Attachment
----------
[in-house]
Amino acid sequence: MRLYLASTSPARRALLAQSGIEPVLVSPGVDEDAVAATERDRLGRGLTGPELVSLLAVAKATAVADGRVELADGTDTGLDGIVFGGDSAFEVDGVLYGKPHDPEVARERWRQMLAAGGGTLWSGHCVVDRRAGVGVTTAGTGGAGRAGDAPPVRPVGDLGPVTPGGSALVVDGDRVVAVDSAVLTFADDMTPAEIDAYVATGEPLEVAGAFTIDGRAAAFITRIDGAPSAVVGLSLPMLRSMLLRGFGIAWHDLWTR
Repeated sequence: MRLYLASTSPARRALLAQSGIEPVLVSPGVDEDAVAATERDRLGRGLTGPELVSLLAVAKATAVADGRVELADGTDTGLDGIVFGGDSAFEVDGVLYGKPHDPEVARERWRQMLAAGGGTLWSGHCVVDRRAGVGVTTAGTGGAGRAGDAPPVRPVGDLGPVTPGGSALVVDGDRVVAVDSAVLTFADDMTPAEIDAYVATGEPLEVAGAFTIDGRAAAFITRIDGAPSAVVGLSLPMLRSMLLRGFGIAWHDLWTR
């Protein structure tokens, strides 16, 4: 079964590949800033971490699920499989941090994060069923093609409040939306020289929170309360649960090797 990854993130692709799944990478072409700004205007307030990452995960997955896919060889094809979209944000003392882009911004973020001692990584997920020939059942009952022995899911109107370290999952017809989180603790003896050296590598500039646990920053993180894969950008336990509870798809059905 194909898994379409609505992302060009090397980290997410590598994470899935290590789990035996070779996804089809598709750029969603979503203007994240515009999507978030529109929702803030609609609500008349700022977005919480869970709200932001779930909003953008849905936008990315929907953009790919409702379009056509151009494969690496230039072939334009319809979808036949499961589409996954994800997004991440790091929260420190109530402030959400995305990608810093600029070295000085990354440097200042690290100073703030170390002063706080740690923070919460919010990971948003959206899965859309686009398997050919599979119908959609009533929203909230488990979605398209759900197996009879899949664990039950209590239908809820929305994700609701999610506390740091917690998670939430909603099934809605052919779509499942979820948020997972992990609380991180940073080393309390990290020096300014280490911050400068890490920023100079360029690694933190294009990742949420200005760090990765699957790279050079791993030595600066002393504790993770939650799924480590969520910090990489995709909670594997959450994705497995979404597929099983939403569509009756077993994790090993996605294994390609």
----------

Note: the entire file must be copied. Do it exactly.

[in-house]
Amino acid sequence: MRLYLASTSPARRALLAQSGIEPVLVSPGVDEDAVAATERDRLGRGLTGPELVSLLAVAKATAVADGRVELADGTDTGLDGIVFGGDSAFEVDGVLYGKPHDPEVARERWRQMLAAGGGTLWSGHCVVDRRAGVGVTTAGTGGAGRAGDAPPVRPVGDLGPVTPGGSALVVDGDRVVAVDSAVLTFADDMTPAEIDAYVATGEPLEVAGAFTIDGRAAAFITRIDGAPSAVVGLSLPMLRSMLLRGFGIAWHDLWTR
Repeated sequence: MRLYLASTSPARRALLAQSGIEPVLVSPGVDEDAVAATERDRLGRGLTGPELVSLLAVAKATAVADGRVELADGTDTGLDGIVFGGDSAFEVDGVLYGKPHDPEVARERWRQMLAAGGGTLWSGHCVVDRRAGVGVTTAGTGGAGRAGDAPPVRPVGDLGPVTPGGSALVVDGDRVVAVDSAVLTFADDMTPAEIDAYVATGEPLEVAGAFTIDGRAAAFITRIDGAPSAVVGLSLPMLRSMLLRGFGIAWHDLWTR
């Protein structure tokens, strides 16, 4: 079964590949800033971490699920499989941090994060069923093609409040939306020289929170309360649960090797 990854993130692709799944990478072409700004205007307030990452995960997955896919060889094809979209944000003392882009911004973020001692990584997920020939059942009952022995899911109107370290999952017809989180603790003896050296590598500039646990920053993180894969950008336990509870798809059905 194909898994379409609505992302060009090397980290997410590598994470899935290590789990035996070779996804089809598709750029969603979503203007994240515009999507978030529109929702803030609609609500008349700022977005919480869970709200932001779930909003953008849905936008990315929907953009790919409702379009056509151009494969690496230039072939334009319809979808036949499961589409996954994800997004991440790091929260420190109530402030959400995305990608810093600029070295000085990354440097200042690290100073703030170390002063706080740690923070919460919010990971948003959206899965859309686009398997050919599979119908959609009533929203909230488990979605398209759900197996009879899949664990039950209590239908809820929305994700609701999610506390740091917690998670939430909603099934809605052919779509499942979820948020997972992990609380991180940073080393309390990290020096300014280490911050400068890490920023100079360029690694933190294009990742949420200005760090990765699957790279050079791993030595600066002393504790993770939650799924480590969520910090990489995709909670594997959450994705497995979404597929099983939403569509009756077993994790090993996605294994390609």